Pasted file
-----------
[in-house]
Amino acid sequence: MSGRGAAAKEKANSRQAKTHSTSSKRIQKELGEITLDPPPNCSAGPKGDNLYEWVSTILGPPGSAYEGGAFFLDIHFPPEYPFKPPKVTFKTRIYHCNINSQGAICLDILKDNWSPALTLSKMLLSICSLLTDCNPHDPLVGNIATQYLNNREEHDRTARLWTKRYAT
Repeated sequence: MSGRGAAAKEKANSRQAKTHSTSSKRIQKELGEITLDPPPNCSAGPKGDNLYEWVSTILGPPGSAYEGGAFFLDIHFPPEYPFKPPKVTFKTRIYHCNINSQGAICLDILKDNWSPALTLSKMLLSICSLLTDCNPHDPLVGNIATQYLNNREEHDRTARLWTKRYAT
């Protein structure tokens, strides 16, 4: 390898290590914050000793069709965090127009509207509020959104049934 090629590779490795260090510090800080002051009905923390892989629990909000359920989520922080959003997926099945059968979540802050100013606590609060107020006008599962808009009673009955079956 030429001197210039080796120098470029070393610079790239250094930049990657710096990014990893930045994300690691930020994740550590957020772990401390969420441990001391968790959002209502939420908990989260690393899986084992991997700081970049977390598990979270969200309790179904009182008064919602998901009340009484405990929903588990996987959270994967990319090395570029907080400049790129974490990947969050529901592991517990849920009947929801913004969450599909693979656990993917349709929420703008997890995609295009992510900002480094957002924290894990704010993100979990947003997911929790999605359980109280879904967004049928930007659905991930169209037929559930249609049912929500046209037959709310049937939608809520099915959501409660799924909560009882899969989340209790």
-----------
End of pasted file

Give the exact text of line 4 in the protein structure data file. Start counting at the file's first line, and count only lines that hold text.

């Protein structure tokens, strides 16, 4: 390898290590914050000793069709965090127009509207509020959104049934 090629590779490795260090510090800080002051009905923390892989629990909000359920989520922080959003997926099945059968979540802050100013606590609060107020006008599962808009009673009955079956 030429001197210039080796120098470029070393610079790239250094930049990657710096990014990893930045994300690691930020994740550590957020772990401390969420441990001391968790959002209502939420908990989260690393899986084992991997700081970049977390598990979270969200309790179904009182008064919602998901009340009484405990929903588990996987959270994967990319090395570029907080400049790129974490990947969050529901592991517990849920009947929801913004969450599909693979656990993917349709929420703008997890995609295009992510900002480094957002924290894990704010993100979990947003997911929790999605359980109280879904967004049928930007659905991930169209037929559930249609049912929500046209037959709310049937939608809520099915959501409660799924909560009882899969989340209790």